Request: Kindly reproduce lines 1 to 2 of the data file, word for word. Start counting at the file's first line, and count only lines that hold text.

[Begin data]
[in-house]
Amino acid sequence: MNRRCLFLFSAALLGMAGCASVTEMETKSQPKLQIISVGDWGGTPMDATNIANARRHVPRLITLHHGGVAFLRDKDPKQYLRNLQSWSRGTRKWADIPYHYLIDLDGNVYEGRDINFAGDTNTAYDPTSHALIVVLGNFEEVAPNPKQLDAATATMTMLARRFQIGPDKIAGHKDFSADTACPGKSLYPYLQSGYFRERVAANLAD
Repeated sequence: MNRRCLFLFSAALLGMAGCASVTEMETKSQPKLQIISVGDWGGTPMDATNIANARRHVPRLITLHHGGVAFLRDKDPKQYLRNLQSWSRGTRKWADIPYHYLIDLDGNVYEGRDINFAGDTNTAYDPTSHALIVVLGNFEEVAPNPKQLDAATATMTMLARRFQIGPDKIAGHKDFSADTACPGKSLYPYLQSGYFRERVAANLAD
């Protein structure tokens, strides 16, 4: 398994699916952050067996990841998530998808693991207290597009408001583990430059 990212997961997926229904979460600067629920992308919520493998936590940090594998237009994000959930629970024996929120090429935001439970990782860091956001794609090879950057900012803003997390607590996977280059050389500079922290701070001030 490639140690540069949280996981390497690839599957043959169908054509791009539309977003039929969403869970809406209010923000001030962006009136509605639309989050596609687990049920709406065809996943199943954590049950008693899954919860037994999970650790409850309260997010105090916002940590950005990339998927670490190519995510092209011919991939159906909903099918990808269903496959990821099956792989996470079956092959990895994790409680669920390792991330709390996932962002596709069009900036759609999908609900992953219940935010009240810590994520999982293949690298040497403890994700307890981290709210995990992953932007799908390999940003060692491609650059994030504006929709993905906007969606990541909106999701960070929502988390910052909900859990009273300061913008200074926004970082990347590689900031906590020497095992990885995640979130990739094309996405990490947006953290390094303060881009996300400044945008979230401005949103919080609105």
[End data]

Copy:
[in-house]
Amino acid sequence: MNRRCLFLFSAALLGMAGCASVTEMETKSQPKLQIISVGDWGGTPMDATNIANARRHVPRLITLHHGGVAFLRDKDPKQYLRNLQSWSRGTRKWADIPYHYLIDLDGNVYEGRDINFAGDTNTAYDPTSHALIVVLGNFEEVAPNPKQLDAATATMTMLARRFQIGPDKIAGHKDFSADTACPGKSLYPYLQSGYFRERVAANLAD